Lately read

By “lately,” I mean in the last half year or so.

My Brilliant Friend | Elena Ferrante: In a word, brilliant.  The first in a four part series unfolding in Naples.  The protagonist, Lila, is a wonder.  Headstrong, volatile, multi-talented, beautiful … brilliant.  You can’t help but think this must be autobiographical and that these characters have real life counterparts.

The Story of a New Name | Elena Ferrante: The second in the four part series. Although wildly different in tone and style, this series reminded me of Little House on the Prairie or Anne of Green Gables in its charting of the characters’ lives, from childhood to adulthood.  And like those classics, these will stay with you.

Those Who Leave and Those Who Stay | Elena Ferrante: The third in the four part series. It is impossible not to be moved by these books.

The Story of the Lost Child | Elena Ferrante: Like the ones before it, this fourth in the series will move you.  Raw and real.

Dept. of Speculation | Jenny Offill: Unfolding almost like one long poem (it isn’t – it’s a novel), this is one you might easily finish in one sitting.  The prose is clever and the word play will make you want to read the lines over and over.

The Goldfinch | Donna Tartt: This book is so many things, but it is at heart a story about friendship.  It will move you and at times, you will cry.  The characters are living, breathing … Boris, Popchyk … you will fall in love with them.  The character sketches are cleverly and vividly spun – Kitsey like a sugar spun fairy mouse and her brother Andy like an anemic white lab rat.

The Vegetarian | Han Kang: I picked this one up in London at my mom’s recommendation. The Man Booker 2016 winner. My initial thoughts were: Kafka-esque – staccato writing and surreal.  Three narrators with wildly differing perspectives – one for each chapter.

The Ocean at the End of the Lane | Neil Gaiman: Gaiman blurs the line between fantasy and reality in a way that gets you thinking about how that line was so much fainter and easily crossable in childhood, growing more defined as you grew up. Even though at times downright scary and horrifying, this book is worth reading.

Half Broke Horses | Jeannette Walls: Walls tells the story of her plucky maternal grandmother (in her grandmother’s voice), from girlhood through adulthood to motherhood.  One part I found particularly endearing – the narrator recalls how she had looked at the names of people who had checked out library books before her because she had a hankering to discuss the particular book.  Also left me wanting to visit the emerald green Havasupai Falls.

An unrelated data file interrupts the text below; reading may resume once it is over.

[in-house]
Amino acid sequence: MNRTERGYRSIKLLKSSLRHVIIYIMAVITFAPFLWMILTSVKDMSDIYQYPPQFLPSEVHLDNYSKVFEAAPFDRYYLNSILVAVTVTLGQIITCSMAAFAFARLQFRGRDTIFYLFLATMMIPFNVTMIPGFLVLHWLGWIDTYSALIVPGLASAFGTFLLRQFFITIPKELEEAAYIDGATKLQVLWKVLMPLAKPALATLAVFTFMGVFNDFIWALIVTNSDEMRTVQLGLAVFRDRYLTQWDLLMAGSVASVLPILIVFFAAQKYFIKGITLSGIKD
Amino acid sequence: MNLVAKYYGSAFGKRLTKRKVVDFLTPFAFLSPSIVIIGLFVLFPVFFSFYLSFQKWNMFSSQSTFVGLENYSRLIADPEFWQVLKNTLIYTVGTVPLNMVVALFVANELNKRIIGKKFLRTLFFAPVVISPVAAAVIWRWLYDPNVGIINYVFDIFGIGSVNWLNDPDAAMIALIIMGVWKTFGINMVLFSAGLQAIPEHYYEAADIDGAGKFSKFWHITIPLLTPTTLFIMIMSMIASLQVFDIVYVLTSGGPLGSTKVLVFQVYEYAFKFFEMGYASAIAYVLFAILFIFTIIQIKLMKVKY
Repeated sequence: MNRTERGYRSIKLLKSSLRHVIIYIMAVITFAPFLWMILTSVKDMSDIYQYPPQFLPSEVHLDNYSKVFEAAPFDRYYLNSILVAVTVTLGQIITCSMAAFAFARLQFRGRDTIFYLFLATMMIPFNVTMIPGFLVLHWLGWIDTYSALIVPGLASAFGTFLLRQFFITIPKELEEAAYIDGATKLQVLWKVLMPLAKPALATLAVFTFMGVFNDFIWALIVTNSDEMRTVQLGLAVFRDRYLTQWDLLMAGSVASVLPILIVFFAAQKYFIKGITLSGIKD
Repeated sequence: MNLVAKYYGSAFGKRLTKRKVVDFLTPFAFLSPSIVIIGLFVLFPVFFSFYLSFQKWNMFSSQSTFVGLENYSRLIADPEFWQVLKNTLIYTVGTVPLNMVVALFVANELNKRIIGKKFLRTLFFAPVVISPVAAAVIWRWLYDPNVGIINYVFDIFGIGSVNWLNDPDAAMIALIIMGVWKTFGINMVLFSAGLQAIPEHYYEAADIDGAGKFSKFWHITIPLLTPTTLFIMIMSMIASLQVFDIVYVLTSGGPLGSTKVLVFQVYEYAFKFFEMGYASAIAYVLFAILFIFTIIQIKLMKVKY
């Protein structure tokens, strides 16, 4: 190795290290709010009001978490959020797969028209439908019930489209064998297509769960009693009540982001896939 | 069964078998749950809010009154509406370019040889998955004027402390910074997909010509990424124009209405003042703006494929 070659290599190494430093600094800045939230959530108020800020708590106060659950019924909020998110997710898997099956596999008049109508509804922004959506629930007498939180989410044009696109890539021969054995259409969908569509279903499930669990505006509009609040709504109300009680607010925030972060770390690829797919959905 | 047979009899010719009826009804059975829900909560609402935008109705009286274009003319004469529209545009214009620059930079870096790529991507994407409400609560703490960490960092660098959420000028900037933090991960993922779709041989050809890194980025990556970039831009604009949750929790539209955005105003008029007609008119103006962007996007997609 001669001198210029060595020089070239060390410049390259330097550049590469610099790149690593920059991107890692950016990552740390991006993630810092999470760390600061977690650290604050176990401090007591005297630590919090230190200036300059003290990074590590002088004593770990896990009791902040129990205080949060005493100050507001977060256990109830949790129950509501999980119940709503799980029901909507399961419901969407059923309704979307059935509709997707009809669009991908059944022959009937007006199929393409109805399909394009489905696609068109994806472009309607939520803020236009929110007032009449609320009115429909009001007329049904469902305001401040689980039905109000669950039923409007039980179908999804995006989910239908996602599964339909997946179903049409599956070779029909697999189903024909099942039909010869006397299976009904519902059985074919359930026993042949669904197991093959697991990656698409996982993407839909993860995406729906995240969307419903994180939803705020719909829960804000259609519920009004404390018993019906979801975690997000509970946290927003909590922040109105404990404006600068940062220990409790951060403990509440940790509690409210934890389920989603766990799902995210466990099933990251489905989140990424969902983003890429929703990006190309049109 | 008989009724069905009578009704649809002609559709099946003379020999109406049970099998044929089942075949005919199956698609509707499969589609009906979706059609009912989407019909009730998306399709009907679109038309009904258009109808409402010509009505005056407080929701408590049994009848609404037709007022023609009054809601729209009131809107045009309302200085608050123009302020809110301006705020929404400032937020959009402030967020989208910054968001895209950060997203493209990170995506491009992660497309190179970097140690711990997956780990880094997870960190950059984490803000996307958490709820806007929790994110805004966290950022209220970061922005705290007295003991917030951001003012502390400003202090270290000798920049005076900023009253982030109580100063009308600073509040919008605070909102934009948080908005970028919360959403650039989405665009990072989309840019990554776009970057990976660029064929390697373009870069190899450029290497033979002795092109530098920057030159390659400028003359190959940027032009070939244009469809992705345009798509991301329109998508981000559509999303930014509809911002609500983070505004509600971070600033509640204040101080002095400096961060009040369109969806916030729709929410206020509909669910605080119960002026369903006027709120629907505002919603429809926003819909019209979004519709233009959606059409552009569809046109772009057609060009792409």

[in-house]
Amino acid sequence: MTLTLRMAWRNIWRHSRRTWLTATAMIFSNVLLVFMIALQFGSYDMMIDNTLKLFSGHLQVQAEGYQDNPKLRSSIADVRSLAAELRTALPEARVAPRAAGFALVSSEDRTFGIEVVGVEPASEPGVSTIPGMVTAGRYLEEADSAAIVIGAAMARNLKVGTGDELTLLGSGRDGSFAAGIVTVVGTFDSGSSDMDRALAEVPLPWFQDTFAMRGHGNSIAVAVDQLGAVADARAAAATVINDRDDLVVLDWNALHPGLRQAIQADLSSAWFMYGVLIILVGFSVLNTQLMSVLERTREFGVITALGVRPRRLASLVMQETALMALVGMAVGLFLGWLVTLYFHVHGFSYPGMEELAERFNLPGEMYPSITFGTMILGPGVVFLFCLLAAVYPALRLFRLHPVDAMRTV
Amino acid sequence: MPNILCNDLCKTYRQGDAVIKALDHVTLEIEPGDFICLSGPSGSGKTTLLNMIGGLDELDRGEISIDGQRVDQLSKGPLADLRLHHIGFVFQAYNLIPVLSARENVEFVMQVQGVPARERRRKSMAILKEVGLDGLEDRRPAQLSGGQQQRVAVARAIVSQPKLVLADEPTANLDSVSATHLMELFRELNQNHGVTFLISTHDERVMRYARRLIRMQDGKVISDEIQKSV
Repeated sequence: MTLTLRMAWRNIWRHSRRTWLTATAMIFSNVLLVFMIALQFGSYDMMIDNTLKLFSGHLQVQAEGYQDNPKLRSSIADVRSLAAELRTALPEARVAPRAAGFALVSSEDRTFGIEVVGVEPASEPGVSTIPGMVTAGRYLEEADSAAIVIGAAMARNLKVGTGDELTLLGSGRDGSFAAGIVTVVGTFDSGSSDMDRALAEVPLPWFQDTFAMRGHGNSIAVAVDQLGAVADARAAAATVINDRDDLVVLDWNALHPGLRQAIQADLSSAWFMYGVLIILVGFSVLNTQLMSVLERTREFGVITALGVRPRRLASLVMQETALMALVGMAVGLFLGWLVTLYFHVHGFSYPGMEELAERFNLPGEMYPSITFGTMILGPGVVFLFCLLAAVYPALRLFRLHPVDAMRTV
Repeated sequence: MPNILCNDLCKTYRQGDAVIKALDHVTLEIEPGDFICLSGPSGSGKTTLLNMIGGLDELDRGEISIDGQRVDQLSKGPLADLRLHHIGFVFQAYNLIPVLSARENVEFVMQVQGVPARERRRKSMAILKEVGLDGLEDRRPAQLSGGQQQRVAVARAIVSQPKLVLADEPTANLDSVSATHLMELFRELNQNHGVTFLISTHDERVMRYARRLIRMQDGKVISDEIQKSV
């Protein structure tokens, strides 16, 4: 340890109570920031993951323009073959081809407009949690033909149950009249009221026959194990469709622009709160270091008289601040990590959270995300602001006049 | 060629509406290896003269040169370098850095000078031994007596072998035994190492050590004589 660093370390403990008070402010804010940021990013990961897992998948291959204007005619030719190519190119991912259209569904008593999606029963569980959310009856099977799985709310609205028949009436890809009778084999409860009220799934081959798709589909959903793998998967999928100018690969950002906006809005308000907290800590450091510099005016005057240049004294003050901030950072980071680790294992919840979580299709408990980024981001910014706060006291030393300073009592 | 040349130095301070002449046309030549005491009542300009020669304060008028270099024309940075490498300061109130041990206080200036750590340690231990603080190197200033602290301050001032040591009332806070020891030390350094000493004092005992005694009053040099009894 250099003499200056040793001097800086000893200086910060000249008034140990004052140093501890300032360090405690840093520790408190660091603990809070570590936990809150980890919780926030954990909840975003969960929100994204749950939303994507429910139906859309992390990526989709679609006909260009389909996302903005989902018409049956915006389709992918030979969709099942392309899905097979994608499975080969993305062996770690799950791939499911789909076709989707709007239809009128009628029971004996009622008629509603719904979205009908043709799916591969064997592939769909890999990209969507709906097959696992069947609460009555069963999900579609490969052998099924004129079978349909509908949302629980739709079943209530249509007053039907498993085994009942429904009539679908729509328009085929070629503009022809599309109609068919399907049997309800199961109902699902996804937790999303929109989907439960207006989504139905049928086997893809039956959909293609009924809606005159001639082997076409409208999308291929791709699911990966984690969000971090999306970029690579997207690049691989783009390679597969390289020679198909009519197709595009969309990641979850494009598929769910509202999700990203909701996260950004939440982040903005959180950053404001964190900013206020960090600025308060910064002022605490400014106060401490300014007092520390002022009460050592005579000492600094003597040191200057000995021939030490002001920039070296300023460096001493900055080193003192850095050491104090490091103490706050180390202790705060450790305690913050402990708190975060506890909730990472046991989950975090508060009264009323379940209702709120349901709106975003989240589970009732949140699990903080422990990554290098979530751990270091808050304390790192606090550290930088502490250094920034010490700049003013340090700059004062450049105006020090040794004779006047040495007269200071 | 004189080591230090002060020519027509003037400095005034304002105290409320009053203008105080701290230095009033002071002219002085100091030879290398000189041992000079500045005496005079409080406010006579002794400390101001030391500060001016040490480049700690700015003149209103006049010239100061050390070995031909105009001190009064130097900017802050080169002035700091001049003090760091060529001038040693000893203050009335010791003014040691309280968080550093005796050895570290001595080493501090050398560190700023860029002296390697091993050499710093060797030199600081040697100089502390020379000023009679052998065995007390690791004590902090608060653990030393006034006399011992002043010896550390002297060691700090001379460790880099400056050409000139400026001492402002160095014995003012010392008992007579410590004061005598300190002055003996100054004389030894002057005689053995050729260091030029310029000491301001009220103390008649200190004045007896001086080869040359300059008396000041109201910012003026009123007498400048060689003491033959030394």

The Glass Castle | Jeannette Walls: Autobiographical. Engrossing. You’ll find yourself wondering how she and her siblings overcame all.

The Marriage of Opposites | Alice Hoffman: Hoffman is an excellent storyteller and she’ll transport you to lush St. Thomas and wintry Paris. The protagonist was a bit stereotypical and predictable, but I loved that the focus was on her (mother of the famous painter Camille Pissarro) instead of on the painter himself.

Olive Kitteridge | Elizabeth Strout: I understand that this won a Pulitzer, but I just didn’t love it. Yes, it is insightful, but it just didn’t move me.

The Interpreter of Maladies | Jhumpa Lahiri: This one was a book club read. Her writing is graceful and effortless. Overall though, her stories and prose lack daring and wild heartedness.  My favorite story was the one where the Jesus figurines kept appearing all over the Hindu couple’s house.

The Nightingale | Kristin Hannah: This read much too like a YA (young adult) novel for me. Simplistic, almost superficial writing.  Although the characters lacked depth, I did find one especially charming (can you guess which one?).  Worth a read though, for the historical significance and plot.

The Nest | Cynthia D’Aprix Sweeney: This one was another book club read.  Easy to dismiss as a summer read, but the character sketches are sharp and memorable.  I found myself much more moved by the blue collar characters than the so-called protagonists lamenting their first world problems.


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